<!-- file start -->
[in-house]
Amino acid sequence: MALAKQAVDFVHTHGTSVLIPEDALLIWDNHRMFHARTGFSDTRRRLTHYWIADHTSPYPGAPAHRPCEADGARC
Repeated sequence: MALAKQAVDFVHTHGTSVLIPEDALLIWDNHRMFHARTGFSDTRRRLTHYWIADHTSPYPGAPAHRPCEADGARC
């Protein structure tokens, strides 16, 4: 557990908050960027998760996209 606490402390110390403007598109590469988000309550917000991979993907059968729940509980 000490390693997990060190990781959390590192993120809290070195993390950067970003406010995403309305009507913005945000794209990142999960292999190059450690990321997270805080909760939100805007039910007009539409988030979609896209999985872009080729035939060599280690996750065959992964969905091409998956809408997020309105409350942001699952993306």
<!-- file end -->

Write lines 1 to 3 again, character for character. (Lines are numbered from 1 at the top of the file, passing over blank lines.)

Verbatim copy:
[in-house]
Amino acid sequence: MALAKQAVDFVHTHGTSVLIPEDALLIWDNHRMFHARTGFSDTRRRLTHYWIADHTSPYPGAPAHRPCEADGARC
Repeated sequence: MALAKQAVDFVHTHGTSVLIPEDALLIWDNHRMFHARTGFSDTRRRLTHYWIADHTSPYPGAPAHRPCEADGARC